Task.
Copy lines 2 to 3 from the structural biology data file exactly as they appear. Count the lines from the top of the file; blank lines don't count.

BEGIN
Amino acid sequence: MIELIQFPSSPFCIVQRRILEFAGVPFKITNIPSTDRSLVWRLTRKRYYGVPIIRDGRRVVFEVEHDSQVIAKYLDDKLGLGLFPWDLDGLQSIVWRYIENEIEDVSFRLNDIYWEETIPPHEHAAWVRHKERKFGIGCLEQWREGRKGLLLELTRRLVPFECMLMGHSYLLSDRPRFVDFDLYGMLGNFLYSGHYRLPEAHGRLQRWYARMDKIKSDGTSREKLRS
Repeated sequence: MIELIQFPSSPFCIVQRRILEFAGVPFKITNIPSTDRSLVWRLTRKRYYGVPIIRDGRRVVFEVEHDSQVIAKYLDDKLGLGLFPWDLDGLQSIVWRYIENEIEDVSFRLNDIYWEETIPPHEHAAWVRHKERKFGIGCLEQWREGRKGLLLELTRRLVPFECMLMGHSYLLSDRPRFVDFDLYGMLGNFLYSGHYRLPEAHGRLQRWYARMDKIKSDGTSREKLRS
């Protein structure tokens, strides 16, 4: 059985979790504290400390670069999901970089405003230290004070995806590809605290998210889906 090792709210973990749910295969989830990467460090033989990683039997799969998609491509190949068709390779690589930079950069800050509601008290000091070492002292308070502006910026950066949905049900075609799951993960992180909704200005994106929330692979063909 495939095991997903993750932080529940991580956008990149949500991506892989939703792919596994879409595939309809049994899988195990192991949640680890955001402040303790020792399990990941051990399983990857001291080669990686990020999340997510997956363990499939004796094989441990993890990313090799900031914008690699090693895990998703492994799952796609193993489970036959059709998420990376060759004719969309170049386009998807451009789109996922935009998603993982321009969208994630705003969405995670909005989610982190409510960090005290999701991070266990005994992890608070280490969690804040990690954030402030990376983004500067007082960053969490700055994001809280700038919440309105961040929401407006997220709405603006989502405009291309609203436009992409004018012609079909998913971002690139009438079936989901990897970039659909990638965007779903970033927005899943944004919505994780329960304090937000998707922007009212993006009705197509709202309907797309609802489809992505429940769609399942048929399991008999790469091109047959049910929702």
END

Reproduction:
Repeated sequence: MIELIQFPSSPFCIVQRRILEFAGVPFKITNIPSTDRSLVWRLTRKRYYGVPIIRDGRRVVFEVEHDSQVIAKYLDDKLGLGLFPWDLDGLQSIVWRYIENEIEDVSFRLNDIYWEETIPPHEHAAWVRHKERKFGIGCLEQWREGRKGLLLELTRRLVPFECMLMGHSYLLSDRPRFVDFDLYGMLGNFLYSGHYRLPEAHGRLQRWYARMDKIKSDGTSREKLRS
């Protein structure tokens, strides 16, 4: 059985979790504290400390670069999901970089405003230290004070995806590809605290998210889906 090792709210973990749910295969989830990467460090033989990683039997799969998609491509190949068709390779690589930079950069800050509601008290000091070492002292308070502006910026950066949905049900075609799951993960992180909704200005994106929330692979063909 495939095991997903993750932080529940991580956008990149949500991506892989939703792919596994879409595939309809049994899988195990192991949640680890955001402040303790020792399990990941051990399983990857001291080669990686990020999340997510997956363990499939004796094989441990993890990313090799900031914008690699090693895990998703492994799952796609193993489970036959059709998420990376060759004719969309170049386009998807451009789109996922935009998603993982321009969208994630705003969405995670909005989610982190409510960090005290999701991070266990005994992890608070280490969690804040990690954030402030990376983004500067007082960053969490700055994001809280700038919440309105961040929401407006997220709405603006989502405009291309609203436009992409004018012609079909998913971002690139009438079936989901990897970039659909990638965007779903970033927005899943944004919505994780329960304090937000998707922007009212993006009705197509709202309907797309609802489809992505429940769609399942048929399991008999790469091109047959049910929702």